tracking adding and removing of the subgraphs in the software design during editing of the software design; and
repeating the step of determining the cyclomatic complexity when one or more subgraphs are added or removed from the software design.
6. The method of claim 1, the step of displaying comprising representing the complexity designation, within the visual representation, as one of a letter M and a letter U followed by a tuple, wherein the letter M indicated that the software design is maintainable, the letter U indicates that the software design is unmaintainable, the first number of the tuple defines the number of decomposition levels in the software design, and the second number of the tuple defines the average number of processes in a subgraph of the software design.
7. The method of claim 1, further comprising automatically updating the complexity designation by:
tracking adding and removing of the processes in the software design during creation and editing of the software design; and
repeating the step of determining the cyclomatic complexity when one or more processes are added or removed from the software design.
8. A software product comprising instructions, stored on non-transitory computer-readable media, wherein the instructions, when executed by a computer, perform steps for determining and displaying a complexity designation of a software design based upon a hierarchical functional decomposition design model, comprising:
instructions for determining, within a development server, a number of decomposition levels in the software design, the software design including a plurality of decomposition levels, at least one of the decomposition levels having a subgraph, each subgraph having a minimum of two processes;
instructions for determining a number of processes in each subgraph of the software design; and
instructions for determining the complexity designation for the software design based upon a complexity model, a maximum maintainable complexity number, the number of decomposition levels and the number of processes in each of the subgraphs;
wherein the complexity designation indicates a unmaintainable when the number of decomposition levels exceeds the maximum maintainable complexity number, or when the number of processes on any one of the subgraphs exceeds the maximum maintainable complexity number, and (b) maintainable when the number of decomposition levels does not exceed the maximum maintainable complexity number and when none of the numbers of processes for each subgraph exceeds the maximum maintainable complexity number; and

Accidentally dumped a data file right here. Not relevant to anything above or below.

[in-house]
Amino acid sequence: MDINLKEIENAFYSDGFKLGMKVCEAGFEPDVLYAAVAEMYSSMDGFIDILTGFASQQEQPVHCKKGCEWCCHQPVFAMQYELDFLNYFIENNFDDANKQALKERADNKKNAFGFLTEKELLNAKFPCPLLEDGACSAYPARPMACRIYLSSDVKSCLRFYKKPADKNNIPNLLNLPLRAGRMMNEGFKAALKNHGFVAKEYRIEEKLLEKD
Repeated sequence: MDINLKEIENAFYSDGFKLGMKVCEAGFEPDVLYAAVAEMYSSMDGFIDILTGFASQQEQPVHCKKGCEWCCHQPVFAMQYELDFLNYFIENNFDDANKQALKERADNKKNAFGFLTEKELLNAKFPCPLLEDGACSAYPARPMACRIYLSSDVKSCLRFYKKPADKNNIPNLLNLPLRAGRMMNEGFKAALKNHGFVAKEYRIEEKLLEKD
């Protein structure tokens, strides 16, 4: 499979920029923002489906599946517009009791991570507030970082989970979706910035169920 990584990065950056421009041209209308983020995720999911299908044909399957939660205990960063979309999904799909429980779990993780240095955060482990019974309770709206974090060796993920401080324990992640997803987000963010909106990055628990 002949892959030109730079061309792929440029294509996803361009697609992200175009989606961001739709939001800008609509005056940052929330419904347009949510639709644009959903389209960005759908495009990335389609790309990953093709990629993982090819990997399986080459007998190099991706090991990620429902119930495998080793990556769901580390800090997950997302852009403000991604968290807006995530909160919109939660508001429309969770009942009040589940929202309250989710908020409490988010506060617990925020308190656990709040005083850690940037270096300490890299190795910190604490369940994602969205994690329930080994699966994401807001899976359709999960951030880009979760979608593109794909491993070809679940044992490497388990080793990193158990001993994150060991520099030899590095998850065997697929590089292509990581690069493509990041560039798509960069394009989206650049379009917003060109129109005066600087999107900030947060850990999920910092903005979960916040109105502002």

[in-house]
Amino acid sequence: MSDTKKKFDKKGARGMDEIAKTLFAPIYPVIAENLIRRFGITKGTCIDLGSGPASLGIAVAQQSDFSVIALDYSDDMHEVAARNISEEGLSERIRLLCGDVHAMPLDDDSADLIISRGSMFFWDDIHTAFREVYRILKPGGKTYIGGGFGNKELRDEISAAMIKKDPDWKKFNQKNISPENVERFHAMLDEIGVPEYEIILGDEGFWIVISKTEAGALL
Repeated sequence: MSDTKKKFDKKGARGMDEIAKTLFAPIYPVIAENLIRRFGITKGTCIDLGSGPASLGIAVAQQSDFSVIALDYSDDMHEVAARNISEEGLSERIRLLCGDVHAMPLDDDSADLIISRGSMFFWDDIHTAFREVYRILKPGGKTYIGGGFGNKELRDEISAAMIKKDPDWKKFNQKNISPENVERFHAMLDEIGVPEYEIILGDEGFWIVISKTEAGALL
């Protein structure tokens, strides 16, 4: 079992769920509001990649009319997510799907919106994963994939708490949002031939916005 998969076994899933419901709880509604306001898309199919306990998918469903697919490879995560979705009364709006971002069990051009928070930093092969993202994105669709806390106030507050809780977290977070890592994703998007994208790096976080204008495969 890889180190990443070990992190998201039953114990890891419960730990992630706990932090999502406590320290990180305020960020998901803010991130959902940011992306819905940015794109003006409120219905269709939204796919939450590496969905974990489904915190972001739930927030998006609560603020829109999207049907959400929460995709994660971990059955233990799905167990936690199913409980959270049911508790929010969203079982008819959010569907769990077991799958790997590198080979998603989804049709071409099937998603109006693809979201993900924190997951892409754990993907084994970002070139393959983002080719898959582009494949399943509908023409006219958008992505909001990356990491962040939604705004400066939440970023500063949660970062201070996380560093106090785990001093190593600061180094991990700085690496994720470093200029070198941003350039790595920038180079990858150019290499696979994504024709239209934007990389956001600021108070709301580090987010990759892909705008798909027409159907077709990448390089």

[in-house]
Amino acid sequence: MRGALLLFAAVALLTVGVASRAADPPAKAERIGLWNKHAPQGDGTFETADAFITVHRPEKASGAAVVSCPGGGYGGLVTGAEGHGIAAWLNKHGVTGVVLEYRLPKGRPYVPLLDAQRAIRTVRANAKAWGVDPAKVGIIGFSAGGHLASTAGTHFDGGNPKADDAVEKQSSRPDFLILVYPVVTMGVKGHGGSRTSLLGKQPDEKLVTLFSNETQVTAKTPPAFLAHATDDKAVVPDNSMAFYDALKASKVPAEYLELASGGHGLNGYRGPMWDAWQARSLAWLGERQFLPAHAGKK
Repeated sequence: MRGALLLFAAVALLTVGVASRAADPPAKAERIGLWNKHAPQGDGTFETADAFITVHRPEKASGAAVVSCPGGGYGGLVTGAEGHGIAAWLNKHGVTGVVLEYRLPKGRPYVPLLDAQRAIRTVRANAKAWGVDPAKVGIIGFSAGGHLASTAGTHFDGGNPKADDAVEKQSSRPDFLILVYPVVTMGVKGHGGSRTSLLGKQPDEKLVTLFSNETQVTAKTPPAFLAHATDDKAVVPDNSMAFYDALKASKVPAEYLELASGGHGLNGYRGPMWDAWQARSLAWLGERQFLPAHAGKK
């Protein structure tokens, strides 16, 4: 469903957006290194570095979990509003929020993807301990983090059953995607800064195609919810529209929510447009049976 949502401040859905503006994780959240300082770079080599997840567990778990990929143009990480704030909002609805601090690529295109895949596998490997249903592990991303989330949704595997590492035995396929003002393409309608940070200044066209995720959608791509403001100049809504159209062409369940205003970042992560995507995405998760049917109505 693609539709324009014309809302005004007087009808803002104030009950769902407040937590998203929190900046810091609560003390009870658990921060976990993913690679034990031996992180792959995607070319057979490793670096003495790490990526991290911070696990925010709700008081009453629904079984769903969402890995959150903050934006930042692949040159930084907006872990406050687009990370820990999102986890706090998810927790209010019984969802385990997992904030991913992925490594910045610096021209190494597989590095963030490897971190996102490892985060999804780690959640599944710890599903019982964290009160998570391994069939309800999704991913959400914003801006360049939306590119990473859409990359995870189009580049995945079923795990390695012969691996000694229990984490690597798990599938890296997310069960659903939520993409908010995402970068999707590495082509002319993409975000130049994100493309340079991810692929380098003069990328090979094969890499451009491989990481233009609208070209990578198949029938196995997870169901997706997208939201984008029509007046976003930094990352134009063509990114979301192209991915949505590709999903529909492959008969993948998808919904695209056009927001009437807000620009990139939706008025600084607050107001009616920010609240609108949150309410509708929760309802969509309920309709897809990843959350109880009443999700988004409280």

instructions for displaying the complexity designation within a visual representation of the software design.
9. A system for determining and displaying design complexity of a software design, comprising:
a development server having a processor and a memory, wherein the memory stores machine readable instructions that when executed by the processor perform the steps of:
determining, within a development server, a number of decomposition levels in the software design, the software design including a plurality of decomposition levels, at least one of the decomposition levels having a subgraph, each subgraph having a minimum of two processes;
determining a number of processes in each subgraph of the software design; and
determining the complexity designation for the software design based upon a complexity model, a maximum maintainable complexity number, the number of decomposition levels and the number of processes in each of the subgraphs;
wherein the complexity designation indicates (a) unmaintainable when the number of decomposition levels exceeds the maximum maintainable complexity number, or when the number of processes on any one of the subgraphs exceeds the maximum maintainable complexity number, and (b) maintainable when the number of decomposition levels does not exceed the maximum maintainable complexity number and when none of the numbers of processes for each subgraph exceeds the maximum maintainable complexity number; and
displaying the complexity designation within a visual representation of the software design.
10. The method of claim 1, the maximum maintainable complexity number being ten.
11. The method of claim 3, the maximum maintainable complexity number being ten.
12. The software product of claim 8, further comprising instructions for determining, based upon the number of decomposition levels, the number of subgraphs, and the number of processes, a design type of the software design, the design type indicating one of: Unmaintainable Design, Compact Design, Loose Design, and Balanced Design.
13. The software product of claim 8, the complexity model being a McCabe cyclomatic complexity model.
14. The software product of claim 13, the maximum maintainable complexity number being ten.
15. The software product of claim 8, the maximum maintainable complexity number being ten.
16. The software product of claim 8, further comprising automatically updating the complexity designation by:
tracking adding and removing of one or more of the decomposition levels, the subgraphs, and the processes in the software design during creation and editing of the software design; and
repeating the step of determining the cyclomatic complexity when one or more decomposition levels, subgraphs or processes are added or removed from the software design.
17. The software product of claim 8, further comprising instructions for determining, based upon the number of decomposition levels, the number of subgraphs, and the number of processes, a design type of the software design, the design type indicating one of: Unmaintainable Design, Compact Design, Loose Design, and Balanced Design.
18. The system of claim 9, the complexity model being a McCabe cyclomatic complexity model, the maximum maintainable complexity number being ten.
19. The system of claim 9, the maximum maintainable complexity number being ten.
20. The system of claim 9, further comprising automatically updating the complexity designation by:
tracking adding and removing of one or more of the decomposition levels, the subgraphs, and the processes in the software design during creation and editing of the software design; and
repeating the step of determining the cyclomatic complexity when one or more decomposition levels, subgraphs or processes are added or removed from the software design.